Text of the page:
DCU student Brian Ryan was part of the Irish team that came out on top in the annual Under 21 Hurling Shinty International clash with Scotland.
Last year’s series took place in Inverness so the Irish team held the home advantage this year with the games taking place in the National Games Development Centre in Abbottstown, Saturday, November 2.
The Limerick and South Liberties clubman got a call from manager Willie Cleary just over a month ago asking did he want to represent his country in the series. For Ryan, there was only one answer.
These international matches between Hurling and Shinty teams have been taken place since 1896. Historically, Scotland has been the more victorious team.
Shinty was derived from the same roots as hurling with there being very little dissimilarity differentiating the two sports. The gameplay is almost identical with exception of the ball never being picked up and only goals can be scored in shinty.
In the international series, to make the contest a just one, the Irish players are not permitted to pick up the ball or have the ball in hand, therefore, catching is against the rules and punished by awarding the opposition a free. Ryan found this to be rather challenging, “Not being able to catch the ball made it really difficult. Every time you got it [the ball] you kind of had to find an outlet and get rid of it straight away because if you hold onto it too long you run the risk of getting a belt”, he said.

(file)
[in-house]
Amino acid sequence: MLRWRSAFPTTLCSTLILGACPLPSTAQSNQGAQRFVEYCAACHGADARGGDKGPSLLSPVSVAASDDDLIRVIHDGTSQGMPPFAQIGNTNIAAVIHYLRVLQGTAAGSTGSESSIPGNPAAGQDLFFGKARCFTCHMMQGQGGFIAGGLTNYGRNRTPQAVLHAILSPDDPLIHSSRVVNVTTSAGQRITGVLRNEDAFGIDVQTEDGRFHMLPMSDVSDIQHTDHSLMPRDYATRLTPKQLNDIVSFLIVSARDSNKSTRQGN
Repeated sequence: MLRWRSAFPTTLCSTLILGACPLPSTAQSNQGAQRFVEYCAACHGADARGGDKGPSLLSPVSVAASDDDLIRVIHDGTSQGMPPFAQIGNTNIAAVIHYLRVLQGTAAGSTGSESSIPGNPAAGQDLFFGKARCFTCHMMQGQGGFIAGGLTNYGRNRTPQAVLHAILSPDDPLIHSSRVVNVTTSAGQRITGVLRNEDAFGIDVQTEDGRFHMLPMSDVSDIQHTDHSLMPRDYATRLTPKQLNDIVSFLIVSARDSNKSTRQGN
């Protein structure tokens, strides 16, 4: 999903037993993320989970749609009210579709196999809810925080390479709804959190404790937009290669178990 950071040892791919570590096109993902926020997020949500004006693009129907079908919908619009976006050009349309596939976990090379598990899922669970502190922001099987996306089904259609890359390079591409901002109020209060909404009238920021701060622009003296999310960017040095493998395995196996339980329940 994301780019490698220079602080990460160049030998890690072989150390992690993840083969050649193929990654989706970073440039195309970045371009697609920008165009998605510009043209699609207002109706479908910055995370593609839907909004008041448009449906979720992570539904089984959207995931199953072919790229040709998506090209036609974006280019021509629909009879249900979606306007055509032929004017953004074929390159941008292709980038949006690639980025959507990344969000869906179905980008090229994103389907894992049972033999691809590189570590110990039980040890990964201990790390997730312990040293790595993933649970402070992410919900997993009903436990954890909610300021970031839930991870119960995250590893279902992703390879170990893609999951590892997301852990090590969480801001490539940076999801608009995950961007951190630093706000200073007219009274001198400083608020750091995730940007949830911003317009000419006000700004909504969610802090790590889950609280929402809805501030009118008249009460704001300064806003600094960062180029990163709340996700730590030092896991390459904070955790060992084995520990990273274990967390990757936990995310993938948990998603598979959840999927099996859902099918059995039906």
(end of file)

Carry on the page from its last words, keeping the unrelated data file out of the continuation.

As a result of the rule, the tempo of the game was quite intermittent in comparison with that of a hurling match, with the gameplay being slowed down as rucks for the ball would form. Approaching a new game and new rules was certainly challenging, Ryan credits his managers for gaining insight and knowing what to expect from the game.
“They gave us good tips, we were warned how physical it would be heading into the match so we weren’t surprised, and it was physical,” Ryan said.
That physicality showed and it was to the detriment of some of the players, “it was quite dirty and there were a lot of injuries”, Ryan added.
The Limerick man was joined on the team by fellow DCU teammates James Dolan from Kildare and Donal Burke from Dublin. Representing his country was a proud moment for the Accounting & Finance student and something he always wanted to achieve, “It was very good obviously and to do it in my last year of eligibility, playing with other lads
from around the country, you never really get to do that,” Ryan told The College View.
The Scots led 4-1 to 1-9 at half time, however, once proceeding got back underway Ireland dominated scoring four goals in the opening ten minutes of the second half.
The Irish defence looked indomitable after the break, allowing the visitors to register only a solitary point as Ireland went onto win 7-11 to 4-2. Unfortunately, the U-21’s did not set the tone for the Ireland senior team who ended up losing out to Scotland by a score of 5-11 to 0-04.
Image Credit: Brian Ryan